Thursday, June 02, 2011

Does Cable Television Have Anything to Do With National Security?

By William Fisher

The Memorial Day holiday in the US gave me a brief respite from my daily scribbling and an opportunity to watch a little cable television.

I don’t want to sound like one of the elite, but I didn’t actually expect to be enlightened or stimulated or challenged by the morning’s TV fare, which I usually avoid with the exception of C-Span.

But I admit that I really wasn’t prepared for the “five minutes for the police car chase and the 30-second sound bite for the uprisings in Syria” news formula. Nor was I fully aware of the extent to which cable news simply ignored a bunch of really important world developments in favor of domestic crime stories and feel-good program–enders about pandas or teddy bears.

I left an hour of cable news right up to date on Congressional sex scandals and particularly gruesome child murders, but hopelessly uninformed about movements and actions that truly have the potential to change lives in large numbers.

And, as for the rest of cable’s daily menu, I suppose I shouldn’t have been surprised. After all, these channels know their audiences. And, by and large, I’m told that the people who are watching non-news (entertainment) television in the morning are a pretty good cross-section of our most challenged demographics – people who can’t find jobs, the working poor, single moms struggling to care for their kids, housewives who abandoned the soaps for Oprah, et cetera.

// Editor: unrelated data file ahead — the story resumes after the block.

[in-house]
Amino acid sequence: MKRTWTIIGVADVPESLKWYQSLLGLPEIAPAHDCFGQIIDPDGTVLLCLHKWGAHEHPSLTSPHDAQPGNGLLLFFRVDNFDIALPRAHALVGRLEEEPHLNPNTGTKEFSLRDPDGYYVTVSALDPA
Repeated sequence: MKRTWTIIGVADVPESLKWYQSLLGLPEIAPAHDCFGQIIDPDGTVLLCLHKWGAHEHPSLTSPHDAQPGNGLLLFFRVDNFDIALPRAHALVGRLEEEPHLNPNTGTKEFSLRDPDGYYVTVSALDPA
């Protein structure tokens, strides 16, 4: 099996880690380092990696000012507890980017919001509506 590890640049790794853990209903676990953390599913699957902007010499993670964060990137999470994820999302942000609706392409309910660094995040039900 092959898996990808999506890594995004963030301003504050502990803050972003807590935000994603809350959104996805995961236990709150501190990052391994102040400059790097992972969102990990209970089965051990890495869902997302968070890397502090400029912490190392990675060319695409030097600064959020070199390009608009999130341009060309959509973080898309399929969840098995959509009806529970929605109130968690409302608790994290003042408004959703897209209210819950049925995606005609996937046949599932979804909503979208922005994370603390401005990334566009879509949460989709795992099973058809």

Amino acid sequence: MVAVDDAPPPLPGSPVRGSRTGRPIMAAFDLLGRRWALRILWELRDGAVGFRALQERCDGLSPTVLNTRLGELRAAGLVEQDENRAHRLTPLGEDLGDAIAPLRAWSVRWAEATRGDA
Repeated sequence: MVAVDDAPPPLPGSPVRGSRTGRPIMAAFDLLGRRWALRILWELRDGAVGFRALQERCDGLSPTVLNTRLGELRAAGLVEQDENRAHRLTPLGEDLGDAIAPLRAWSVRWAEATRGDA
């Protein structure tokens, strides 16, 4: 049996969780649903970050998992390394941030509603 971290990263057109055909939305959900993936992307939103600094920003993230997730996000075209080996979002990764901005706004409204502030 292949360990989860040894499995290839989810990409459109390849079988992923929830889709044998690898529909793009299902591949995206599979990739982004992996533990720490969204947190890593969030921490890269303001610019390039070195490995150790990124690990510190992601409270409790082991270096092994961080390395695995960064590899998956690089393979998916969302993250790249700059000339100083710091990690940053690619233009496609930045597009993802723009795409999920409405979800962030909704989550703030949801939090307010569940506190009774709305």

These are not stupid people. But politically, cable news is feeding them a highly censored smorgasbord of meaningless sound-bites combined with the kinds of stories most likely to stimulate their most prurient interests.

Between newscasts, cable audiences are being enchanted by the seemingly endless supply of reality, game, courtroom, and pop-psyche guidance shows.

Now, lest I be misunderstood, there are some mighty smart and well-informed people working for cable channels. However, I find it an unfortunate turn-off that anchors like Chris Matthews of MSNBC, Bill O’Reilly of FOX, and even Wolf Blitzer of CNN, have had to build their audiences by making outrageous hyperbolic (and usually untrue) statements, and booking guests who seem programmed to scream at (and over) one another on virtually any subject.

So what, you might ask, has this to do with National Security?

Let me state what should be obvious: Our form of government depends on the consent of the governed. When we find that our citizens are about as well-informed as Sarah Palen, we should be afraid – very afraid. Because to the extent our brains are A.W.O.L. on critical national and international issues, to that extent we give license to every demagogic politician to sell us whatever narrative he wants.

And they do. And because we are unaware we have options, politicians more often than not have their way. In the end, they persuade us to vote against our own interests.

And that makes us, as a nation, very, very insecure.


By William Fisher